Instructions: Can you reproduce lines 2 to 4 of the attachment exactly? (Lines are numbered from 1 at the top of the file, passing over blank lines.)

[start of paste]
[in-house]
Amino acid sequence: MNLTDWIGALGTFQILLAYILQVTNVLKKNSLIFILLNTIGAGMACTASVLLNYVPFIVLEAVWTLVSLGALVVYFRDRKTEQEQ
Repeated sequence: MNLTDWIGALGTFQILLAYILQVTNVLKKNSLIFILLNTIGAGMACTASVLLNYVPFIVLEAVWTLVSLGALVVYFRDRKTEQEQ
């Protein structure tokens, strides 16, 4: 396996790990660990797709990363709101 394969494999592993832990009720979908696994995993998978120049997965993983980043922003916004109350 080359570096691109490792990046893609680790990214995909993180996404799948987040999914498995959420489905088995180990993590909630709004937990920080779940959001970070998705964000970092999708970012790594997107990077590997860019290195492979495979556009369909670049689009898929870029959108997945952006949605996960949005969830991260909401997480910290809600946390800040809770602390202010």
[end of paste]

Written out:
Amino acid sequence: MNLTDWIGALGTFQILLAYILQVTNVLKKNSLIFILLNTIGAGMACTASVLLNYVPFIVLEAVWTLVSLGALVVYFRDRKTEQEQ
Repeated sequence: MNLTDWIGALGTFQILLAYILQVTNVLKKNSLIFILLNTIGAGMACTASVLLNYVPFIVLEAVWTLVSLGALVVYFRDRKTEQEQ
């Protein structure tokens, strides 16, 4: 396996790990660990797709990363709101 394969494999592993832990009720979908696994995993998978120049997965993983980043922003916004109350 080359570096691109490792990046893609680790990214995909993180996404799948987040999914498995959420489905088995180990993590909630709004937990920080779940959001970070998705964000970092999708970012790594997107990077590997860019290195492979495979556009369909670049689009898929870029959108997945952006949605996960949005969830991260909401997480910290809600946390800040809770602390202010």